Copyright Responsibilities: (Required)
Materials used in connection with this course may be subject to copyright protection.
Students and faculty are both authors and users of copyrighted materials. As a
student you must know the rights of both authors and users with respect to
copyrighted works to ensure compliance. It is equally important to be knowledgeable
about legally permitted uses of copyrighted materials. Information about copyright
compliance, fair use and websites for downloading information legally can be found
at http://apu.libguides.com/content.php?pid=241554&search_terms=copyright
Recommended Reading and Other Course Resources [Optional]
1. List recommended books, articles, and other collateral material.
2. List any additional recommended materials students may find helpful
including equipment, supplies, diskettes, study guides, technology, library,
special calculators, etc.
Course Calendar/Schedule; include the following:
1. Weekly schedule of topics and corresponding text chapters
2. Dates of exams and finals
3. Due dates for writing assignments, research papers, projects, and
4. Required special events, e.g., computer lab visit, library assignments, field
trips, etc.
5. Include disclaimer: “Course schedule, topics, evaluation and assignments
may be changed at the instructor’s discretion.”
Developed September 2004 and Revised May 2012
1. Description. Provide a clear explanation of each assignment. This may
include a description of the nature, method, and length of any critical reviews,
research papers, projects, and/or presentations required.
2. Requirements. Clearly identify all reading, study, writing and evaluation
requirements for each assignment. Enumerate all required elements of each
assignment and the criteria by which the substantive elements of the
assignment will be evaluated.
3. Style standard. If applicable, state the style standard by which the writing
assignments will be evaluated (e.g., APA).
Information Literacy and Use of the Library [Required by WASC as of Fall
1. The following statement would be included in all syllabi. Note: Faculty should
select the standard(s) applicable to your course and delete other standard(s)
when placing this material in your individual course syllabus).
Information literacy is defined as “a set of abilities requiring individuals to
recognize when information is needed and have the ability to locate, evaluate,
and use effectively the needed information” (American Library Association,
1989). In this course, teaching and learning processes will employ the following
information literacy standards, as endorsed by the American Association for
Higher Education (1999), the Association of College and Research Libraries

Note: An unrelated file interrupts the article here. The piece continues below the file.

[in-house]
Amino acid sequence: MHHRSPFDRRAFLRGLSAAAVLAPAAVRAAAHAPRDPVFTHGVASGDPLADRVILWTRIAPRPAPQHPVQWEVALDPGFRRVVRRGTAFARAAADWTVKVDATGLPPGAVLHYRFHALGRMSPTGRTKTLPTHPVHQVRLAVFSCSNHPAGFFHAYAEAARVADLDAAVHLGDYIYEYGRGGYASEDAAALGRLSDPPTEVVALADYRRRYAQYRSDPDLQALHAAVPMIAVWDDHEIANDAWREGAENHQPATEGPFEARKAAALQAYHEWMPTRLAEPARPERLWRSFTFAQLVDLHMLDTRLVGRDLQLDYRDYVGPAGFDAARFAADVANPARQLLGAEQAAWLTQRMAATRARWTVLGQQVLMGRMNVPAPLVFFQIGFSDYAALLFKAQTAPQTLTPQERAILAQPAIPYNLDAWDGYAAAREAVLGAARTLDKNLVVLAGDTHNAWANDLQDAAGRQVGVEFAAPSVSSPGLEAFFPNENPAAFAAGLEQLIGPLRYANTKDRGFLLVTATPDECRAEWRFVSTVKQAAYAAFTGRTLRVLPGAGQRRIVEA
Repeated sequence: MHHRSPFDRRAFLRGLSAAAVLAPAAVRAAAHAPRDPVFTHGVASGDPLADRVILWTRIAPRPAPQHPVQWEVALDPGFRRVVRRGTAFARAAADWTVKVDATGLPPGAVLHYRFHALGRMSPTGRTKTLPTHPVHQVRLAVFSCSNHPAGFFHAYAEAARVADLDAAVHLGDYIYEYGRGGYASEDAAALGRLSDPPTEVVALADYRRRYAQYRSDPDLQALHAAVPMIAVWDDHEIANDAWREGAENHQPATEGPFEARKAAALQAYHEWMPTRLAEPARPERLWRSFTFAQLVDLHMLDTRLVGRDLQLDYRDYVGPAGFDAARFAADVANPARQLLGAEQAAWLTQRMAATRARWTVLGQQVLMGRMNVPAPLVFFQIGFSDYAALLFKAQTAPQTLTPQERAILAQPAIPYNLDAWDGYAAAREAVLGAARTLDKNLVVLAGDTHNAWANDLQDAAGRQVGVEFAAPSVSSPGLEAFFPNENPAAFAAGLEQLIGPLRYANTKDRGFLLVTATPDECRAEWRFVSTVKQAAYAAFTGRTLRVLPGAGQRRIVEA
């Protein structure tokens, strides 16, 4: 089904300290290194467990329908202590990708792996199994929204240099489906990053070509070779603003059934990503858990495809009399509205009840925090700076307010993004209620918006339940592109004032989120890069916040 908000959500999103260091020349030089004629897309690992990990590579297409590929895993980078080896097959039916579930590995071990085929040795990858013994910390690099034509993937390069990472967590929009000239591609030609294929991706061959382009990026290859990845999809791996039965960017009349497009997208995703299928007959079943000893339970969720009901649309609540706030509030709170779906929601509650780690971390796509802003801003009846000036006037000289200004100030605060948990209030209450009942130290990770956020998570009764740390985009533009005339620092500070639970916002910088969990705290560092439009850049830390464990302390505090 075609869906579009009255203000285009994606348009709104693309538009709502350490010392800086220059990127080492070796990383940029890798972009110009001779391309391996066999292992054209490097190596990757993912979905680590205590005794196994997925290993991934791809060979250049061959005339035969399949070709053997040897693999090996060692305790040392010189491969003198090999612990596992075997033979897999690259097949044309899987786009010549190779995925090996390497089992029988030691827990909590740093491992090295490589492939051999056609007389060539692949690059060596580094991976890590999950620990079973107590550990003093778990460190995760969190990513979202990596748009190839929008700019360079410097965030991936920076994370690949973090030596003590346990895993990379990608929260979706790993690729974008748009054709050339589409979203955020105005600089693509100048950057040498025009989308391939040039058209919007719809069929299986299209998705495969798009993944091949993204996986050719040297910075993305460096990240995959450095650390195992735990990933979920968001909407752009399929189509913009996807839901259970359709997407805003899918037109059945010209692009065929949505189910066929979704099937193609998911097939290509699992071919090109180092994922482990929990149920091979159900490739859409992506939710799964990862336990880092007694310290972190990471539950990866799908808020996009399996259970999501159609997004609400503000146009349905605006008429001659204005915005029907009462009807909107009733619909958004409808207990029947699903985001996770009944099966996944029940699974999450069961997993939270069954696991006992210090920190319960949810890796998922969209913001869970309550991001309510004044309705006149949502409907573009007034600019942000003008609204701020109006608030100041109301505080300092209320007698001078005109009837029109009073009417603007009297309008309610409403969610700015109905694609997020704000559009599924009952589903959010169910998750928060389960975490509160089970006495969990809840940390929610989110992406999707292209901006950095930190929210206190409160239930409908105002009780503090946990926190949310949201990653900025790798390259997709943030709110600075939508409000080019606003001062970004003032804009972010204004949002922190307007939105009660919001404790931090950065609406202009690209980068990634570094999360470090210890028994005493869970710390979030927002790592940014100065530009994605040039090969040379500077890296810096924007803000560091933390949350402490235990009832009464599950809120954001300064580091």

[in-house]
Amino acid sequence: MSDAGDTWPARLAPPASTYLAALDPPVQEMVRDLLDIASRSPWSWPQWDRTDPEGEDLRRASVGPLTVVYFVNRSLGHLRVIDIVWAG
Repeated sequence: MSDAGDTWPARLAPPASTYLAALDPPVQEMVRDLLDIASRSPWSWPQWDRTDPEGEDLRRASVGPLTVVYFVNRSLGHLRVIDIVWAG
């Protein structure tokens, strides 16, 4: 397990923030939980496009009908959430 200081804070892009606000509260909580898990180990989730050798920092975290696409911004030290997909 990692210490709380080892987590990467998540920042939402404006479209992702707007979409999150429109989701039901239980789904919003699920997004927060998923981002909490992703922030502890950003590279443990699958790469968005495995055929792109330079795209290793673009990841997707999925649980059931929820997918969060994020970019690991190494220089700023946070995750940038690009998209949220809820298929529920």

(2000), and the Council of Independent Colleges (2004). The students in this
course will:
determine the nature and extent of the information needed.
access needed information effectively and efficiently.
evaluate information and its sources critically and incorporate selected
information into their knowledge base and value system.
individually or as a member of a group, use information effectively to
accomplish a specific purpose.
understand many of the economic, legal, and social issues surrounding
the use of information and access and use information ethically and
2. Faculty need to state how the library will be used in this course. For example if
there is a course LibGuide, this would be the appropriate place in the syllabi to
refer to this. If student s will be expected to make use of the library and its
resources, this should be stated. Example statement:
This course requires students to complete course assignments using resources
available from the University Libraries. Research assistance and subject guides
for this course are available at http://apu.libguides.com/
Evaluation/Assessment Rationale for Grade Determination
Developed September 2004 and Revised May 2012
Syllabi should clearly communicate to students how their grade will be
determined. All syllabi need to provide 3 pieces of information:
A short statement and/or chart listing the factors that will contribute to the
final grade for the course,
The criteria used to calculate assignment and final grades, and
The grading scale for the course.
Example of factors contributing to final grade:
Critical thinking paper
Article reviews
Final Exam
Two Examples of grading criteria for assignments and final grade:
Superior knowledge regarding details, assumptions, implications,
history; superior thinking with information relevant to application,
critique, and relationship to other information.
More than adequate knowledge regarding technical terms, distinctions,
and possesses an ability to use information.
Basic knowledge needed to function and carry on learning regarding
major principles, central terms, major figures, also possesses an
awareness of field or discipline.
Serious gaps in knowledge, confusion of concepts and categories,
inability to recall basic information.
Absence of knowledge, incapable of carrying on a conversation about
the subject, misunderstands most concepts, confuses all categories
“A” work - Outstanding
“Above and beyond the requirements of the assignment; outstanding effort,
significant achievement, and personal improvement are clearly evident. Some
measure of remarkable skill, creativity, or energy is also evident.”